of The Villages-News
By Wayne Anderson
Published January 22, 2020
The battle over the little white cross displayed on thousands
of homes across The Villages appears to have come to an end.
The Villages appears to have dropped the deed-restriction
enforcement against Wayne and Bonnie Anderson, of Tamarind Grove. It appears The
Villages has thankfully had a change of heart.
With this apparent end of the controversy, the Andersons want to tell Villagers
far and wide, thank you so much for all your prayers and support during this
And what an ordeal it was.
Here’s a look back. The Villages took action last summer against the Andersons,
ordering them to remove their little white cross from their property or face
dire financial consequences.
The Andersons respectfully declined, holding firm to their convictions of faith
and their legal right to display a “reasonable” yard ornament under state and
This little white cross is on display at the home of
Wayne Anderson in the Village of Tamarind Grove.
After hearing from over 100 Villagers at a public hearing
last August, the District 8 commissioners unanimously voted for an immediate $50
fine, and another fine of $25 a day until it reached $1,500 and then they would
place a lien on the Andersons’ property.
Community Standards sent punitive bills, and the Andersons turned to the famed
American Center for Law & Justice, where President Trump’s personal lawyer Jay
Sekulow is chief counsel.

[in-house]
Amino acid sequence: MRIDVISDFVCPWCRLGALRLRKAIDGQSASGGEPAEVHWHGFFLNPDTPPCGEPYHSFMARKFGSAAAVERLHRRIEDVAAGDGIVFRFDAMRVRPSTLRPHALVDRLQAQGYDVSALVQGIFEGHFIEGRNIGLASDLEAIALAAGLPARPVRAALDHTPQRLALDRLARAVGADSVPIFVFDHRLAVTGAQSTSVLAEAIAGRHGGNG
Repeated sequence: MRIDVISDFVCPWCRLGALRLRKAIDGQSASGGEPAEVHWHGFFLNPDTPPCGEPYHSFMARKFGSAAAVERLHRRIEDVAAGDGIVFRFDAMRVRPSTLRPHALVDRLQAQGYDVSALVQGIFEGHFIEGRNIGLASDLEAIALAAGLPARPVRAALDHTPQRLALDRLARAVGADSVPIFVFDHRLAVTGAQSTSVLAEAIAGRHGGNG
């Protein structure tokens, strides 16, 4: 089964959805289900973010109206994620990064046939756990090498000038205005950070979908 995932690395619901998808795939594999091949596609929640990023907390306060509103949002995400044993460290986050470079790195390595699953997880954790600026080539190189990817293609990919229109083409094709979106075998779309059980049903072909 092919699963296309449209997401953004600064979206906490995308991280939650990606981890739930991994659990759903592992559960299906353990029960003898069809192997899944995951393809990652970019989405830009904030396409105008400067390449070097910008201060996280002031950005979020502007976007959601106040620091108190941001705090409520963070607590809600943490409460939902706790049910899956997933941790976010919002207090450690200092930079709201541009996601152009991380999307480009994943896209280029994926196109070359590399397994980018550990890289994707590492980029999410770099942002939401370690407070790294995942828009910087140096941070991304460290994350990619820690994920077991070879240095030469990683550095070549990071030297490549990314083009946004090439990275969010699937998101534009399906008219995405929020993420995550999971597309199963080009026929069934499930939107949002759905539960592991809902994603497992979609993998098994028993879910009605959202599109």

The ACLJ stepped in to defend the Andersons. The national firm contacted The
Villages, informing them the Andersons have the legal right to reasonably
display their little white cross and spinning parrot on their private property.
After a short exchange of legal discussion, The Villages declined to respond
further to the ACLJ. Thus, it appears they have happily closed the case.
To date, more than 38,000 crosses have been distributed throughout The Villages.
Ironically, they are made in The Villages’ carpenter shop.
Some Villagers have told the Andersons they should comply with the deed
restriction because they signed a “contract” with The Villages when they moved
in. But the unreasonable yard-ornament ban in the contract does not comply with
homeowners’ protections under state and federal law, so this part of the
contract is not “enforceable.”
It’s also noteworthy, after the contentious public hearing, a board member
expressed that he wished a commission of homeowners and officials could be
formed to end the controversial deed restriction and the hated
The Andersons wholly wish the same and stand ready to serve The Villages and all
its residents in that spirit expressed in the Bible: “Come, let us reason
For more information, please contact homeowner Wayne Anderson at
In addition, Villagers may also contact the American Center for Law & Justice at